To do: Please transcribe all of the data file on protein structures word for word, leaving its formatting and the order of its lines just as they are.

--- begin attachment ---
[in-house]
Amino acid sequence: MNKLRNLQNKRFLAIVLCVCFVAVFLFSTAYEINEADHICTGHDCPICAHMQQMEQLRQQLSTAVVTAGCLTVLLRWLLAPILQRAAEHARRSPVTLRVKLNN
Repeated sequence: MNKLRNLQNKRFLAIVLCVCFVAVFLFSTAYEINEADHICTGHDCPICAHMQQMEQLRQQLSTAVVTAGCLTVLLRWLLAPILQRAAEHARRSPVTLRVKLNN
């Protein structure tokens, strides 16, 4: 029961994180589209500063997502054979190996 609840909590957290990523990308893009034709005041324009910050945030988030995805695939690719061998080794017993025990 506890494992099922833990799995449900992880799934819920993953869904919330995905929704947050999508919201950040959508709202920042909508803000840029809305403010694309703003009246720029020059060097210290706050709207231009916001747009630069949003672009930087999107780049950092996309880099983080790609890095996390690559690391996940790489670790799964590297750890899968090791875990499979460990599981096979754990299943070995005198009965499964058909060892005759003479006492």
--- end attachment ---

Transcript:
[in-house]
Amino acid sequence: MNKLRNLQNKRFLAIVLCVCFVAVFLFSTAYEINEADHICTGHDCPICAHMQQMEQLRQQLSTAVVTAGCLTVLLRWLLAPILQRAAEHARRSPVTLRVKLNN
Repeated sequence: MNKLRNLQNKRFLAIVLCVCFVAVFLFSTAYEINEADHICTGHDCPICAHMQQMEQLRQQLSTAVVTAGCLTVLLRWLLAPILQRAAEHARRSPVTLRVKLNN
């Protein structure tokens, strides 16, 4: 029961994180589209500063997502054979190996 609840909590957290990523990308893009034709005041324009910050945030988030995805695939690719061998080794017993025990 506890494992099922833990799995449900992880799934819920993953869904919330995905929704947050999508919201950040959508709202920042909508803000840029809305403010694309703003009246720029020059060097210290706050709207231009916001747009630069949003672009930087999107780049950092996309880099983080790609890095996390690559690391996940790489670790799964590297750890899968090791875990499979460990599981096979754990299943070995005198009965499964058909060892005759003479006492």